Gordon Dear

Gordon Dear (1923-2011)

Gordon Dear (1923-2011) was the only child of Harold Dear and his wife Elsie (nee Carter). He was born in South West London on 27th May 1923, in the same year that two skiff clubs – DSPC and TVSC – were founded. He entered Emanuel School in 1934. On the outbreak of the second world war, the school was evacuated to Petersfield. The first winter was particularly severe and Gordon took part in an impromptu ice hockey match on a frozen pond using makeshift equipment. As Gordon’s team had skates that fell apart and were armed with field hockey sticks, the opponents had a convincing win. Gordon’s more serious sports were rowing and rugby, and at weekends he defied Hitler by returning to the Thames to row. In 1941 he was Captain of Boats at Emanuel. He then went to Imperial College, where he studied electrical engineering. 

Gordon’s degree was interrupted when he was called up and commissioned as a sub lieutenant in the Royal Navy in November 1943. With his background in electrical engineering he became a radar officer. In June 1944 he was serving on HMS Scylla, the flagship of the Eastern Naval Task Force for the D-Day landings in Normandy. After three weeks Scylla was damaged by a mine and Gordon was transferred to aircraft carrier HMS Implacable which initially chased German shipping off  Norway. HMS Implacable was then sent to Pearl Harbour in the Pacific to support the American offensive against Japan. Gordon manned the radar in six operations which sunk 220,000 tons of shipping and destroyed 121 aircraft in a mission that  covered 84,373 miles according to Gordon‘s precise calculations. In 1945, Gordon was transferred to the destroyer HMS Finistierre.

Gordon left the navy in 1947, and started work at the National Physical Laboratory where he worked on the development of radar and hydrophone equipment for submarine detection. Back on dry land he promptly took to boats again by joining Thames Rowing Club in the same year. Recognising a good deal, he paid 25gns for life membership of Thames instead of the 6gns annual subscription. His investment gave him 63 year’s membership. From 1947 to 1973 in competitive racing he achieved 44 wins. In 1955, his Thames crew won Wyfolds at Henley when he was bow steers at 11st 4lb. In the following year Thames wanted to enter two crews in the Stewards’ Challenge Cup to help selectors for the Olympic Games. Gordon was in the second crew which was not allowed to compete in club colours and so was named “RAF MacMillan’s” crew. This crew met the official Thames crew in the first round and lost by just 3 feet. In 1958 Gordon was spare man in the English team in the British Empire and Commonwealth Games. He was  a member of Leander and started skiffing with the Skiff Club in 1959/60. Punting became a new enthusiasm for Gordon in the early 1960s  Off the water, Gordon played coarse rugby for Old Emmanuel in the Extra B side, where he was recalled as a spirited player…ball tucked under his arm…back slightly bent…knees pumping. What you might call a “rower’s run”. In 1973 he was racing in Scullers Head and was in the Thames 7th Eight. He helped revive punting in the 1970s and provided coaching to many novice punters. In 1979 he became ARA umpire. In the course of a long career in electrical engineering in the defence industry, Gordon moved on from NPL to British Aerospace and GEC.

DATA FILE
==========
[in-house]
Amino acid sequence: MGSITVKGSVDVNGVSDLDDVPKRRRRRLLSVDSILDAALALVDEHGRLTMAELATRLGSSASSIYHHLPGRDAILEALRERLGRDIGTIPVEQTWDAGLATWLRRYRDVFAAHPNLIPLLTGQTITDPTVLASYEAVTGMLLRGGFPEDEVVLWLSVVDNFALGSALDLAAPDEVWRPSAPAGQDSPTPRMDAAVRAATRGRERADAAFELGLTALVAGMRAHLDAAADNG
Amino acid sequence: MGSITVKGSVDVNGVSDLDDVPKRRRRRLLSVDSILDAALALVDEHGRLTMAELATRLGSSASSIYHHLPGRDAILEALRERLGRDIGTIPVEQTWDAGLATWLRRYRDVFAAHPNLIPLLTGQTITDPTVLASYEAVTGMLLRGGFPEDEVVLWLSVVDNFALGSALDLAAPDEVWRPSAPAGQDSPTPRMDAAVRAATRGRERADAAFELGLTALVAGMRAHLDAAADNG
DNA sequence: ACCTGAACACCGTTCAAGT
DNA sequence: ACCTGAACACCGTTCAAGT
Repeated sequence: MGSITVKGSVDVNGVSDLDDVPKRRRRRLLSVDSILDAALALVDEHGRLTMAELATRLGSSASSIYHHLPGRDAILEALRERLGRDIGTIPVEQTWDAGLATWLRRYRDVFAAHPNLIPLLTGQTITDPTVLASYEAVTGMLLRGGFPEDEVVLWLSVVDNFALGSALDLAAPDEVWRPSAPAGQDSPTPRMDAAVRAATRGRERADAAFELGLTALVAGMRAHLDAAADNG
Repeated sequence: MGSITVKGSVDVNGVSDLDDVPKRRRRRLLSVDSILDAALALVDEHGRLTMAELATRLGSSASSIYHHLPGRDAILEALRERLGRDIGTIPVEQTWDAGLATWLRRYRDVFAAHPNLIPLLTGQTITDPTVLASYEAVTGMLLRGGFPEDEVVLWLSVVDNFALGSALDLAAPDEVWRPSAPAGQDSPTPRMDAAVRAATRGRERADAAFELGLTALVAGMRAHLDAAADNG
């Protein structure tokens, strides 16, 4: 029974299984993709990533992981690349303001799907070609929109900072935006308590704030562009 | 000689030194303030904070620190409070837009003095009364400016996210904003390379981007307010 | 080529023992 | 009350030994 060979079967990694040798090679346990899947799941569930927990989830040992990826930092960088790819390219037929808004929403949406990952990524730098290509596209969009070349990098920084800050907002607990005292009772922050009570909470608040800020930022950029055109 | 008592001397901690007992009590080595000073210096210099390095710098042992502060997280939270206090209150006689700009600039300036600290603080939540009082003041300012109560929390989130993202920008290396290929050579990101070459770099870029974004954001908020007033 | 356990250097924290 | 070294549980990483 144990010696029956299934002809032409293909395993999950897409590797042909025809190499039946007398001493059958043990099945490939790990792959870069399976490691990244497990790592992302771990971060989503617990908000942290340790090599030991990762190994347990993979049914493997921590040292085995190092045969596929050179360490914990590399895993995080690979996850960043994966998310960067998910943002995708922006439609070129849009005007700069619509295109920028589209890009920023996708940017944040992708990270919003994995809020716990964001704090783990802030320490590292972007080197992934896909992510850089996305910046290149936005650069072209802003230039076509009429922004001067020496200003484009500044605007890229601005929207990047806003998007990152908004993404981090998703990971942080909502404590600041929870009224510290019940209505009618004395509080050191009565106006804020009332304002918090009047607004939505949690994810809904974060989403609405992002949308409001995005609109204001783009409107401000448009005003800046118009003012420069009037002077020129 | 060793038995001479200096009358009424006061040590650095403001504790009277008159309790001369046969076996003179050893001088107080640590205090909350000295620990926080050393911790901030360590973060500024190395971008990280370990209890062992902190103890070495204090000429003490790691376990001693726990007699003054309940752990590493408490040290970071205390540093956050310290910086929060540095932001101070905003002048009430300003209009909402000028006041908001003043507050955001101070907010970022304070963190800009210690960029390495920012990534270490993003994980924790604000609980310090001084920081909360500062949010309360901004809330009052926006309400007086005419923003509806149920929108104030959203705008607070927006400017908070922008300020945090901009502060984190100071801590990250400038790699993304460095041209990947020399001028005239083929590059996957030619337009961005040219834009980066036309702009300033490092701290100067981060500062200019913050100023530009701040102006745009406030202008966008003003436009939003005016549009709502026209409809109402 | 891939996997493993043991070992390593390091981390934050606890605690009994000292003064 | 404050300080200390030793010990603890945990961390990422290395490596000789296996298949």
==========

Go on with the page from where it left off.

Gordon played rugby until he was nearly 70 and was president of the Old Emanuel RFC from 1987 to 1989 as well as serving many years as president of the Dacre Boat Club for past pupils and parents of Emanuel. He was a regular skier and took two ski holidays a year in Andorra with the Ski Club of Great Britain. He took part in the Great River Race five times, the last being in 2002 at an age just short of 80. He also took part in his last punt race in 2002 which was one of the least distinguished as he swam ashore leaving his partner in the punt. In 2005 took part in the Nelson procession in a replica of the 1829 eight. 

Gordon became President of the Skiff Racing Association, where his encyclopaedic knowledge of the rules provided an answer to any issue. Gordon wrote a definitive history of skiff racing in an article that appeared in the British Rowing Almanack in 2001. With his pipe and half pint, Gordon was in evidence at every regatta and never retired from umpiring skiff or punt races. 

Gordon gave generously to a number of charitable causes. He played the clarinet and had a large collection of classical and jazz music. He was a very light-footed dancer who swept the ladies of their feet and a tireless reveller who saw an evening out to the end. He was the only person to attend 100th and 150th Thames club anniversary dinners. Active to the last, he attended his last SRA meeting in January 2011 and paid justice to the haggis and malt whisky at the Skiff Club Burns night on 27 January. He died in Kingston Hospital on 2nd February 2011 after a short illness, in the company of friends.

Much of the material regarding the history of the SRA and the history of skiff racing is drawn from an article by Gordon Dear in the 2001 Almanack, marking the centenary of the Skiff Racing Association (SRA). This was previously reviewed in the Almanack when ‘Sixty Years of Skiff Racing’ by F.E.K. Foat was published in the 1962 Almanack